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This has me worried. The Food and Drug Administration is considering a mushroom that has been genetically modified to remove the DNA that causes browning, and more than likely, they’ll send this product to market without testing it first.
For just an aesthetic change, this all seems rather foolish.
But let’s take a look at the facts.
Confusion about genetic modification abounds, and it’s no surprise why. Despite industry claims about scientific certainty about the safety of these products, there is no scientific consensus, and there are remarkably few long-term studies, on the health and environmental effects of genetic modification. Saying there’s no evidence that GMOs are unsafe is hardly a meaningful statement when there’s little information on GMO safety to begin with.
What’s obvious is that GMO technologies has not provided the earth-feeding, environment-saving change the industry would have us believe.
“GMOs have been ... a tremendous disappointment. What does it do to agriculture? Well, it encourages farms to get bigger. What does it do to the kind of food that is grown? Well, they're basically doing more soy and corn. What does it do to pesticides? It increased them dramatically.”– Michael Pollan to GrubStreet, March 7, 2016.
Michael Pollan has long advocated for increased scrutiny of genetic-modification technology – and gotten heat for it from industry allies. But the fact remains that there hasn't been the kind of testing that many of us assume. The FDA doesn't demand or conduct testing itself.
In theory, the industry’s own safety tests should be reliable. After all, public health and safety should take precedent over corporate profits. But we’ve seen time and again how rarely that’s the case. Far more common are realizations, decades too late, that products once supposedly known to be safe were far from it. Lead. Cigarettes.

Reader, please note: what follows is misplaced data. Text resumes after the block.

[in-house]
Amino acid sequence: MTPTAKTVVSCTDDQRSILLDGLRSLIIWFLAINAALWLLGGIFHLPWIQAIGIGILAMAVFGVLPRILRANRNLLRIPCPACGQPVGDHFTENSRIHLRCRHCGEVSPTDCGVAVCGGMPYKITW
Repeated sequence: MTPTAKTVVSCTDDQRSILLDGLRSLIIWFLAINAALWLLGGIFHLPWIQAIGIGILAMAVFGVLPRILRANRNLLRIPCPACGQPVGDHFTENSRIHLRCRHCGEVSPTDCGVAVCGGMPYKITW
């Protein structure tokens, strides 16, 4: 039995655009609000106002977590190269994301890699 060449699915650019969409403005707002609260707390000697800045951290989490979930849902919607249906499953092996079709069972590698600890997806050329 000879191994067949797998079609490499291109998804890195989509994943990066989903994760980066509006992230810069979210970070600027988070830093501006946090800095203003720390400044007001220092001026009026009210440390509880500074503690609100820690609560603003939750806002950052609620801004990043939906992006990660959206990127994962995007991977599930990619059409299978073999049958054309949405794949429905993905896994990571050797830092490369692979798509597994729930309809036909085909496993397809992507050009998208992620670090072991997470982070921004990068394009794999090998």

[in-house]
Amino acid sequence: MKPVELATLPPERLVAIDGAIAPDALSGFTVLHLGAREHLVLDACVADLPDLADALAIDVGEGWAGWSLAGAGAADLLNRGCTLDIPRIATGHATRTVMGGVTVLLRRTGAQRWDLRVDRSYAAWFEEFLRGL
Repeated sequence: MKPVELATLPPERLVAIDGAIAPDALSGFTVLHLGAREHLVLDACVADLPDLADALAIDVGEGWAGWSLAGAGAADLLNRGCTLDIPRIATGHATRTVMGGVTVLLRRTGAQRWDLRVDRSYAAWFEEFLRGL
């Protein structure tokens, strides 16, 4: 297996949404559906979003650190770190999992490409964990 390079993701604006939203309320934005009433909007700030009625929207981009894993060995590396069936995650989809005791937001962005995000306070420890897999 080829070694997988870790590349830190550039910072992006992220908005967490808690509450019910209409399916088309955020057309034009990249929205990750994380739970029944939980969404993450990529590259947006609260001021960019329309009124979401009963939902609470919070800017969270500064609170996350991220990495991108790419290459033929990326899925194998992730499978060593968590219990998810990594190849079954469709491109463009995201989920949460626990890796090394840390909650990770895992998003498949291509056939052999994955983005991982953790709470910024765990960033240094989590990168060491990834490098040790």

But my point is not to compare GMOs to these clearly toxic products. My point is that until something is vigorously tested, consumers should not be expected to trust in its healthfulness or long-term safety. Nor should they be forced to support it.
Make no mistake: when these mushrooms -- or any GMO product -- arrive on the market, they won’t be labelled, and it will be near impossible to keep them out of your shopping cart.
In an age of growing consumer awareness, it seems distinctly unreasonable to expect food buyers to accept the wink and nod offered by the biotechnology industry about the healthfulness and safety of genetically-modified foods. And for what? Whiter mushrooms? That’s a genetic gamble I’d rather not buy into.
Cutting up complex genetic material is a complex game. Changes may interrupt gene interactions and produce potentially-disastrous results. Or perhaps not. As the agency dedicated to protecting citizens from potentially unhealthy and dangerous products, the FDA has a responsibility to determine that – before they allow new GMOs on our shelves.
Consumers’ right to be able to trust that their food is safe ought to come first.
At best, these mushrooms aren’t substantively different from their unmodified predecessors – just prettier. At worst, they pose a threat to human and/or environmental health. Either way, FDA testing would allow these mushrooms to come to market with legitimate value and confidence, or prevent unnecessary suffering.
In less than one week, nearly 30,000 people have called on the FDA to conduct meaningful and robust tests on the genetically-modified mushrooms before giving their stamp of approval. All we’re really asking for is proof.
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